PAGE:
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Long Distance Caregiving

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Telehealth Moves from the Doctor's Office
to the Home
By Sandra Ray, Staff Writer

(Page 2 of 3)

Some people feel that the best way to gather information is through video relay in a person’s home. Cameras can be installed at various points throughout the home in order to determine whether or not a patient is able to care for himself, if he is taking medication correctly, or if he is eating and performing other activities of daily living. A downside to video monitoring is that someone has to take time to review the stored video, a time-consuming effort that may not be practical.

Another “twist” on the video relay method is through remote link-ups with patients and nurses at regular scheduled intervals. American TeleCare offers a system like this that allows scheduled visits, as well as on-demand visits when patient’s information indicates that a health emergency could exist. The system does not include installing cameras throughout the house; rather, it relies on a monitoring station that patients are taught how to use with little assistance.

Systems like Lifetime Care allow patients to measure weight, temperature, blood pressure, blood sugar, and other vitals and enter them into a system on a daily basis. The information is then transmitted to a central processing center where a nurse reviews the data and decides if any action is needed. Maybe a doctor needs to assess the patient for further review; perhaps no action needs to be taken and the patient is performing as well as can be expected.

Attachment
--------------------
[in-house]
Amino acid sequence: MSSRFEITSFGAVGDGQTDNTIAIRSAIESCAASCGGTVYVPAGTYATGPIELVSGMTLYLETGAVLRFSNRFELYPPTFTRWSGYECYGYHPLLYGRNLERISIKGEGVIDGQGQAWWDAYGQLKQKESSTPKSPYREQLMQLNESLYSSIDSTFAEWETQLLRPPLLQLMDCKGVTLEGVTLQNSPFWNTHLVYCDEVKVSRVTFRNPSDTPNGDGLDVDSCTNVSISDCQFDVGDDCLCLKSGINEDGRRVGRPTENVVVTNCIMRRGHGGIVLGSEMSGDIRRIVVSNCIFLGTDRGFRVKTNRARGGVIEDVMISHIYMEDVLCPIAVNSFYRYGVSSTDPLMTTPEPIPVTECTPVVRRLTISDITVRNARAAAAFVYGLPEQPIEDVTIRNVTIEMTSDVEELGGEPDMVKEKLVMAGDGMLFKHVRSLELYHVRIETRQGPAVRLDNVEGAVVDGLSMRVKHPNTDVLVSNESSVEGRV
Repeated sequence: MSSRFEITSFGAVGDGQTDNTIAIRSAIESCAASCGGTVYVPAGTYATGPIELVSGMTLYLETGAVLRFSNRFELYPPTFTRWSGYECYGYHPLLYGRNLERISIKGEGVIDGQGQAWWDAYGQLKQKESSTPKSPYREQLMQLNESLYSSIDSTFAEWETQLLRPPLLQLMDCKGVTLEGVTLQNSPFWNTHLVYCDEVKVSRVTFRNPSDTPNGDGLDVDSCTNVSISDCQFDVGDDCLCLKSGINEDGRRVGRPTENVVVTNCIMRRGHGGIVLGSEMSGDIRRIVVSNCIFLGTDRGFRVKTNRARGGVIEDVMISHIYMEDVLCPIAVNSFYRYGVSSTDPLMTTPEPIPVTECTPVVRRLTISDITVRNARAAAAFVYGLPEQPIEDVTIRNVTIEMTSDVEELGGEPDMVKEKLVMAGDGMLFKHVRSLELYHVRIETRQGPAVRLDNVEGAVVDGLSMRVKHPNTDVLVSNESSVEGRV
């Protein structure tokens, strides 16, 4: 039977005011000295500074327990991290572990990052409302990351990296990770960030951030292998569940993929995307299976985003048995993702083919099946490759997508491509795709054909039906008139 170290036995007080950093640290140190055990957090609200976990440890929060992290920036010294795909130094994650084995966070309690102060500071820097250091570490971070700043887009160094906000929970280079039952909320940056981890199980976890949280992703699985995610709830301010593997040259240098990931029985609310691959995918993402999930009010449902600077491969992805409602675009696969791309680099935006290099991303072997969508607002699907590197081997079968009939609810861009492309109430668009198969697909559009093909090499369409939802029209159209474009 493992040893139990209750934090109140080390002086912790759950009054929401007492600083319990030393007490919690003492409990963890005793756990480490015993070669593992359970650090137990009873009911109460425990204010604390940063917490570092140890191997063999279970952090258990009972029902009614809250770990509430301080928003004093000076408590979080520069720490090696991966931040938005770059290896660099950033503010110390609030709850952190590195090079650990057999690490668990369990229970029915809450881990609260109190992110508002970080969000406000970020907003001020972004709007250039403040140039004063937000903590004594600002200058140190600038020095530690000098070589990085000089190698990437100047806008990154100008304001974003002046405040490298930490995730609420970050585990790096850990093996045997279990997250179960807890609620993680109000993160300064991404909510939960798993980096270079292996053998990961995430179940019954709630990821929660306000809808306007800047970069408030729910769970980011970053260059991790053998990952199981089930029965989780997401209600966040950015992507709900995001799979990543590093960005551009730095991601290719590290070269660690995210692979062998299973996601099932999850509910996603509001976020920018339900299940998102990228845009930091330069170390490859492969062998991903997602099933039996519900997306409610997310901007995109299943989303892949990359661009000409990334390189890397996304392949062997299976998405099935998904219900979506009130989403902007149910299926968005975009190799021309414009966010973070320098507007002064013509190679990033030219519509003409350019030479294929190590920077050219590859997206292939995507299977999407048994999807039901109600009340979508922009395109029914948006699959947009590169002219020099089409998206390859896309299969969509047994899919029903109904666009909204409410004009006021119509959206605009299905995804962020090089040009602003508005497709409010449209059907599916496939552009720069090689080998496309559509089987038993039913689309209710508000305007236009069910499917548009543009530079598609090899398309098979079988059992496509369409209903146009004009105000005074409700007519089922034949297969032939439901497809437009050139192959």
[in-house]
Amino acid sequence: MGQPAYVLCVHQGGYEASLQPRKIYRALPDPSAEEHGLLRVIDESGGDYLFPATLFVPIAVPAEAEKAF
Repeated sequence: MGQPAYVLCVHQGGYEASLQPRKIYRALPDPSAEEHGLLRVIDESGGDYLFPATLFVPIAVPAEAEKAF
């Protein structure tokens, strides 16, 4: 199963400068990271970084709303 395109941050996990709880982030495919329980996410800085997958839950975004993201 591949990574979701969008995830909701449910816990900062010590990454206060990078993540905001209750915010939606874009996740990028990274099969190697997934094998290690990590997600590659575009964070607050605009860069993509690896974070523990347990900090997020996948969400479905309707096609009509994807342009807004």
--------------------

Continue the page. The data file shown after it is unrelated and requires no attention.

QuietCare offers a monitoring alternative that does not take the same bits of data, yet it can paint a portrait of activities of daily living in the home. The QuietCare system places sensors throughout the home that are triggered by motion. When a person enters a bathroom, for example, the sensor records the activity. The system then records how long the person was in the bathroom by noting the time that the sensor was activated again. Repeat trips to the bathroom could be a cause for concern at the doctor’s office that a patient may never mention to their physician until more extensive follow-up is needed. Other sensors are placed strategically throughout the home to record nocturnal wakings, whether or not they took their medicine, and if a person left the home or if a visitor dropped by for a few minutes.

Available telehealth systems offer a way for both doctors and caregivers to access the information (provided proper confidentiality waivers are in place) in order to determine if the patient is doing well at home or if they need more assistance. In addition, since these systems are monitored 24 hours/day, if emergency assistance is needed, alarms can be sent to whomever the patient designates.

Caregivers may find that these types of systems provide more than peace of mind. For those patients who are reluctant to reveal details of their overall health for various reasons, home monitoring systems can provide the daily outlook of a patient and notify caregivers and physicians before symptoms become too serious. By avoiding hospital stays and keeping patients stable in their homes, patients may be more compliant with physician orders and stay on track with their health plans.


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